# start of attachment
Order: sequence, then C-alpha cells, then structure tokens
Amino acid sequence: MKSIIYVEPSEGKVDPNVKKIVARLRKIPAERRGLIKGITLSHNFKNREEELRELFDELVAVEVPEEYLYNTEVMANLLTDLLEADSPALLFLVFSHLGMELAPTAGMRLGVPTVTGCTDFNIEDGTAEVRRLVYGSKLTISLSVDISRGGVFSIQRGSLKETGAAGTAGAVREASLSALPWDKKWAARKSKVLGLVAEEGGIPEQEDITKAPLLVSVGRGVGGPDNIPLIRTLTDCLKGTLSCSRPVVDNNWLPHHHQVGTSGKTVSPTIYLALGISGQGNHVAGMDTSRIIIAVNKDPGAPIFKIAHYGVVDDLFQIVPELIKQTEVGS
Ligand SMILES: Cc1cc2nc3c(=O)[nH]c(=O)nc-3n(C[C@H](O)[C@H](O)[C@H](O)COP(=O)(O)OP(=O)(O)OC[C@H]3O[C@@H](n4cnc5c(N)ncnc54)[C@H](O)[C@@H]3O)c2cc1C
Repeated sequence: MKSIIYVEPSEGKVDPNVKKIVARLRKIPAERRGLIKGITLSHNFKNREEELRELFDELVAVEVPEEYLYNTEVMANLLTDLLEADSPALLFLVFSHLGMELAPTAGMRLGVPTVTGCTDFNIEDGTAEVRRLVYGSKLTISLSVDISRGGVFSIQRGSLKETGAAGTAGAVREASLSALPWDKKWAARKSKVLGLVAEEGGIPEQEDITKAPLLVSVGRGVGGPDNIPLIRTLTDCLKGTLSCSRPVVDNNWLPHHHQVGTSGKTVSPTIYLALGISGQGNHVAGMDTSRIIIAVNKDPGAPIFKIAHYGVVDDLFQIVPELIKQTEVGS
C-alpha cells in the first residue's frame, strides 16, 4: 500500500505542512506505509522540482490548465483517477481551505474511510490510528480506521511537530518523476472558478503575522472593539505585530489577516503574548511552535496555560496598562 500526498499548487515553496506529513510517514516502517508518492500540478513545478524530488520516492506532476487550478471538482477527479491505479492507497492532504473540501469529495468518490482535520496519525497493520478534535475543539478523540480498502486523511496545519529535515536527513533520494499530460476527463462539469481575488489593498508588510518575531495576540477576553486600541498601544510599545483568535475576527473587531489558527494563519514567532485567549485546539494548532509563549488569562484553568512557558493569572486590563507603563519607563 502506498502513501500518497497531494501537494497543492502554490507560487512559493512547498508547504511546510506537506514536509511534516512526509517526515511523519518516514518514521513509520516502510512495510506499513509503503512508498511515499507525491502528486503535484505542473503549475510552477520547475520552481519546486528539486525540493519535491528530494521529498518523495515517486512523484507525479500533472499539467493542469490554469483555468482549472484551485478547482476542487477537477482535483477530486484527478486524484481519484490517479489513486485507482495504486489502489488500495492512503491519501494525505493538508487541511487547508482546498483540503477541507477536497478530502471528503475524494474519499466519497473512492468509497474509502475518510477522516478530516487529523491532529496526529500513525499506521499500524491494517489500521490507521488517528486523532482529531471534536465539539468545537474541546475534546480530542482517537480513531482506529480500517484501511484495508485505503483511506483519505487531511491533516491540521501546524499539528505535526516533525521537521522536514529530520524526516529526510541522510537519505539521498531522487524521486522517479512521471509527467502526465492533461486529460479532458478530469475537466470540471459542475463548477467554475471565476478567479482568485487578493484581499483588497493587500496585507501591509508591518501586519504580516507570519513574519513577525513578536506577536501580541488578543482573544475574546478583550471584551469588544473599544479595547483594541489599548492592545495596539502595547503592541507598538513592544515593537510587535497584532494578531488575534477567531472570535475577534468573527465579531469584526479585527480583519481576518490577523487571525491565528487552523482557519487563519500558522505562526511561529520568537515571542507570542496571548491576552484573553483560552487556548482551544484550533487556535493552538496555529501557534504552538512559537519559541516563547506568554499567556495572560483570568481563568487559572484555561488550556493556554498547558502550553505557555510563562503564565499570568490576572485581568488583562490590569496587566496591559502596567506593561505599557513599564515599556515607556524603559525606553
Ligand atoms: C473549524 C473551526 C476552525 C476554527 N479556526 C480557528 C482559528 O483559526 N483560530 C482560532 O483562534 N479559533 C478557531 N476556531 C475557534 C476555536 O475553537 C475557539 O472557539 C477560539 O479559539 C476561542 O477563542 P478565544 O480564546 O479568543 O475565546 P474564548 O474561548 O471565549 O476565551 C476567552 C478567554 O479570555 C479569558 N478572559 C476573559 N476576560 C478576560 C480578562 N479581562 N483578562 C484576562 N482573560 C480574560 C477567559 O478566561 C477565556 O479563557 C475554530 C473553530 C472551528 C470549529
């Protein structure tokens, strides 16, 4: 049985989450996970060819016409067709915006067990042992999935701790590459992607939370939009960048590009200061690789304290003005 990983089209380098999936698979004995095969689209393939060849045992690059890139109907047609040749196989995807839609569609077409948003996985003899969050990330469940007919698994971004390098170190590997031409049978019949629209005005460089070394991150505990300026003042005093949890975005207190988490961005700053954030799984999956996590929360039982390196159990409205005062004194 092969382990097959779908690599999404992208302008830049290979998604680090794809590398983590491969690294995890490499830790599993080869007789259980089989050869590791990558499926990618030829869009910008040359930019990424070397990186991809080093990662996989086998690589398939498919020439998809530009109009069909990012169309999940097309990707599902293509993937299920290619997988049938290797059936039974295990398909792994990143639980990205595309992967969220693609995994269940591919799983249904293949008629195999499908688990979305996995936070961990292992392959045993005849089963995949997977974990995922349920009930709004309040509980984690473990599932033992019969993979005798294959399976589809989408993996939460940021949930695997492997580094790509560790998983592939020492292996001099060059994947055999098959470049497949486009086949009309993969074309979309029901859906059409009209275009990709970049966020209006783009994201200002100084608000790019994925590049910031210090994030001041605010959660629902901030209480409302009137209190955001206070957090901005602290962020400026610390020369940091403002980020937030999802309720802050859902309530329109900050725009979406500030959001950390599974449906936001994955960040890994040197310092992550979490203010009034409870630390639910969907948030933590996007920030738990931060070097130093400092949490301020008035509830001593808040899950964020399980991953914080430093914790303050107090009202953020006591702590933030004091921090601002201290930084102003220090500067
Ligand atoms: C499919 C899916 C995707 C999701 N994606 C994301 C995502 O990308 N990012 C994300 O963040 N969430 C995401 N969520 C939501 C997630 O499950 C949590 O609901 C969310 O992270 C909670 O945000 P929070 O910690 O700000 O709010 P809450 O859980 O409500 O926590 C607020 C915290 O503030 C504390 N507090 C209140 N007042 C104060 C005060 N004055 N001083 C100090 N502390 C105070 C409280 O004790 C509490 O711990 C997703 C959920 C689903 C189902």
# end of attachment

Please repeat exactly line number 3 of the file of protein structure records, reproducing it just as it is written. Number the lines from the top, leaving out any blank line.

Ligand SMILES: Cc1cc2nc3c(=O)[nH]c(=O)nc-3n(C[C@H](O)[C@H](O)[C@H](O)COP(=O)(O)OP(=O)(O)OC[C@H]3O[C@@H](n4cnc5c(N)ncnc54)[C@H](O)[C@@H]3O)c2cc1C